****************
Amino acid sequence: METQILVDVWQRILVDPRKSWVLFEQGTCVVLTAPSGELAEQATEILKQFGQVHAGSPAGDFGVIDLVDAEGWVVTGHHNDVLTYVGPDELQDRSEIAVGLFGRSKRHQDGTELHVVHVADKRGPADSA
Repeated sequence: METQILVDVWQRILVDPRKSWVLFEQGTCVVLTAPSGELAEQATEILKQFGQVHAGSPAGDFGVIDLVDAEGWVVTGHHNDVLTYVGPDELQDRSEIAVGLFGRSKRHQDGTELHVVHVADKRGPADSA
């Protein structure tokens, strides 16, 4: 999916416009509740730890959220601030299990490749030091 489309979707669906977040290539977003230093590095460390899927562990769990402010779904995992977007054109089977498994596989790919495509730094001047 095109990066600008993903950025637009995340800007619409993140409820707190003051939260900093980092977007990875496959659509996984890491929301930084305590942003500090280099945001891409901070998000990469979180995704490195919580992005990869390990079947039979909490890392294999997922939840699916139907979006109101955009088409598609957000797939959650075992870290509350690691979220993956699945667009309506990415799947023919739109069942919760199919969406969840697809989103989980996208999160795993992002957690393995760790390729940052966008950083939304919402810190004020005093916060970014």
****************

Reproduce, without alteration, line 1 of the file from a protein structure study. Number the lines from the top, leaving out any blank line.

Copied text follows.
Amino acid sequence: METQILVDVWQRILVDPRKSWVLFEQGTCVVLTAPSGELAEQATEILKQFGQVHAGSPAGDFGVIDLVDAEGWVVTGHHNDVLTYVGPDELQDRSEIAVGLFGRSKRHQDGTELHVVHVADKRGPADSA